Schwartz has nurtured a tight-knit ensemble for outdoor theatre during the summer at the Ross Creek Centre for the Arts near Canning. He takes some of those actors to the city including fan favourite Burgandy Code.

She brings Hamlet’s uncle, the usurping king, alive in a way I’ve never seen before – as a crafty, comfortably powerful, two-faced demagogue.

hamlet jan 2019-191Burgandy Code as the duplicitous king in Below the Salt’s Hamlet.  (Stoo Metz)

Schwartz also utilizes his magic for transforming everyday objects into things they aren’t. For example, Code dips a dining knife as a pen into a glass of scotch to write on a blood-red napkin as a piece of paper.

Jackie Torrens, who in real life is far apart in years and build from a young boy, is highly convincing and compelling as Hamlet.

Her blond hair pinned back to look boyish, her body stance stiff and solid, she brings a powerful, often restrained – other times violently unleashed – emotional torment to Hamlet that rings true.

I recognize the deep anxiety, the effort to mask it, the head-hitting in self-directed anger, as female. My husband disagrees entirely but he’s never forgiven me for taking him to Mel Gibson’s Hamlet.

hamlet jan 2019-82Jackie Torrens as Hamlet. (Stoo Metz) 

Geneviève Steele is an excellent Gertrude, both queenly and a fraught mother. She and Matthew Lumley are wonderful as Rosencrantz and Guildenstern, with Steele slipping out of Rosencrantz and leaving behind a hat that Lumley holds as he switches into a high voice.

Sarah English and Micha Cromwell are both fine Ophelias, with English playing Laertes and Micha anchoring Hamlet’s friend Horatio as a more interesting, commanding and  loyal character than I’ve seen him played before.

It’s amazing that only six actors populate the stage. With the audience it seems like there are so many more players. The only quibble is that the device of the table while brilliant is sometimes distancing from the actors.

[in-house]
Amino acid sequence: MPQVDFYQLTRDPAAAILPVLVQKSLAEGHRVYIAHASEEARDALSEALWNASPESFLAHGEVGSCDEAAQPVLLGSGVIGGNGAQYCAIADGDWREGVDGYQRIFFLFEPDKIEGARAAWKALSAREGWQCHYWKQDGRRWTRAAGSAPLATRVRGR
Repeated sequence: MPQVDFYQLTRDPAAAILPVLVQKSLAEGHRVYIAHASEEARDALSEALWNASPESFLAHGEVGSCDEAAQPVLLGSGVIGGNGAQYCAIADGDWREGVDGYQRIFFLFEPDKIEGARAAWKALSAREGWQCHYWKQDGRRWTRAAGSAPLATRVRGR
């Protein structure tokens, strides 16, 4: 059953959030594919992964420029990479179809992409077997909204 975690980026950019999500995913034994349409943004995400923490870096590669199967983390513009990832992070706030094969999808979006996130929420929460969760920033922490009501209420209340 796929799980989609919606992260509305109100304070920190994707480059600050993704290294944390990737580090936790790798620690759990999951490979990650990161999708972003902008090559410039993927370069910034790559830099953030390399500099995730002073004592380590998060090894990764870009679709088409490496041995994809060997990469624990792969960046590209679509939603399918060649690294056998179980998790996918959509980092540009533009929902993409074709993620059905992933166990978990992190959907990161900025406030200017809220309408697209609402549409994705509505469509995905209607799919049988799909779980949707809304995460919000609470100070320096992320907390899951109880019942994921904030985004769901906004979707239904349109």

This production is intensely beautiful, like a Renaissance painting, with a great use of light by designer Susann Hudson – both overhead and as candles for an excellent ghost-on-the-ramparts scene with the ghost speaking in a scary, strangled whisper.

The design by Two Planks costume designer Jennifer Goodman and set designer Bob Chaisson is rich and polished, all dark wood with warmer golds and Ophelia’s shockingly white dress. Also on the creative team are assistant director Emily Jewer and stage manager Christine Oakey, with assistance by Virginia Iredale. Set pieces were built by “Ross Creek hero” Micah McGough.

It took four years to get this creative Hamlet to the stage. Tickets at the Neptune box office are going fast but are still available.

NOTE: The summer season at Ross Creek opens July 6 with three Two Planks and a Passion Theatre shows: the mainstage show, In This Light, an adaptation of An Enemy of the People by Governor General’s Award-winning playwright Catherine Banks, the fireside performance of Frankenstein by Fire, based on the novel by Mary Shelley, and an end-of-season special performance of The Ruins by Nova Scotia playwright Gillian Clark. Tickets are already on sale (http://www.artscentre.ca/twoplankscurrent.html).